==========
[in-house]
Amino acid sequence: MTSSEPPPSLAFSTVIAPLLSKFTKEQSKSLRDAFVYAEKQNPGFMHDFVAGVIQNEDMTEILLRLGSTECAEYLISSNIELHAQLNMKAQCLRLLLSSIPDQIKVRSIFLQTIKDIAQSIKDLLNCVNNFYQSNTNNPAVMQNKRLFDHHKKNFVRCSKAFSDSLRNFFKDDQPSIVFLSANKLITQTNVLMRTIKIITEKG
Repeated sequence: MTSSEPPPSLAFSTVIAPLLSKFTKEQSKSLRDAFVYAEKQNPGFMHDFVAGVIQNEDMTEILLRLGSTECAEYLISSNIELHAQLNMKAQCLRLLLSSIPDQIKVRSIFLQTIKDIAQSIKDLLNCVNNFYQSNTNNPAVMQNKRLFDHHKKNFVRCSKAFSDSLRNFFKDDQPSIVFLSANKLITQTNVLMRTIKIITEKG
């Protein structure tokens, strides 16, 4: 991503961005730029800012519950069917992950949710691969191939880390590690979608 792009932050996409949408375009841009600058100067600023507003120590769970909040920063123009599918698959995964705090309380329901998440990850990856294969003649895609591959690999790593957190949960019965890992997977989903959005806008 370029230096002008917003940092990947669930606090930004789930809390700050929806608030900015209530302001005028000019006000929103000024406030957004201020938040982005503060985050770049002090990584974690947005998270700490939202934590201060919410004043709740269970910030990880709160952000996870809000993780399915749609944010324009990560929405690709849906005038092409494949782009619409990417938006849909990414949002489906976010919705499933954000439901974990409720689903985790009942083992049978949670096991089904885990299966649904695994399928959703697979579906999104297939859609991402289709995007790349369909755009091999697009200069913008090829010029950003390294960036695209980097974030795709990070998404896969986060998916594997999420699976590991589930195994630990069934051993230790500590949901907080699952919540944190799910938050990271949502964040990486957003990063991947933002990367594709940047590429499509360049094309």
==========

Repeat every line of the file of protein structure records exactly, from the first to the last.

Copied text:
[in-house]
Amino acid sequence: MTSSEPPPSLAFSTVIAPLLSKFTKEQSKSLRDAFVYAEKQNPGFMHDFVAGVIQNEDMTEILLRLGSTECAEYLISSNIELHAQLNMKAQCLRLLLSSIPDQIKVRSIFLQTIKDIAQSIKDLLNCVNNFYQSNTNNPAVMQNKRLFDHHKKNFVRCSKAFSDSLRNFFKDDQPSIVFLSANKLITQTNVLMRTIKIITEKG
Repeated sequence: MTSSEPPPSLAFSTVIAPLLSKFTKEQSKSLRDAFVYAEKQNPGFMHDFVAGVIQNEDMTEILLRLGSTECAEYLISSNIELHAQLNMKAQCLRLLLSSIPDQIKVRSIFLQTIKDIAQSIKDLLNCVNNFYQSNTNNPAVMQNKRLFDHHKKNFVRCSKAFSDSLRNFFKDDQPSIVFLSANKLITQTNVLMRTIKIITEKG
């Protein structure tokens, strides 16, 4: 991503961005730029800012519950069917992950949710691969191939880390590690979608 792009932050996409949408375009841009600058100067600023507003120590769970909040920063123009599918698959995964705090309380329901998440990850990856294969003649895609591959690999790593957190949960019965890992997977989903959005806008 370029230096002008917003940092990947669930606090930004789930809390700050929806608030900015209530302001005028000019006000929103000024406030957004201020938040982005503060985050770049002090990584974690947005998270700490939202934590201060919410004043709740269970910030990880709160952000996870809000993780399915749609944010324009990560929405690709849906005038092409494949782009619409990417938006849909990414949002489906976010919705499933954000439901974990409720689903985790009942083992049978949670096991089904885990299966649904695994399928959703697979579906999104297939859609991402289709995007790349369909755009091999697009200069913008090829010029950003390294960036695209980097974030795709990070998404896969986060998916594997999420699976590991589930195994630990069934051993230790500590949901907080699952919540944190799910938050990271949502964040990486957003990063991947933002990367594709940047590429499509360049094309």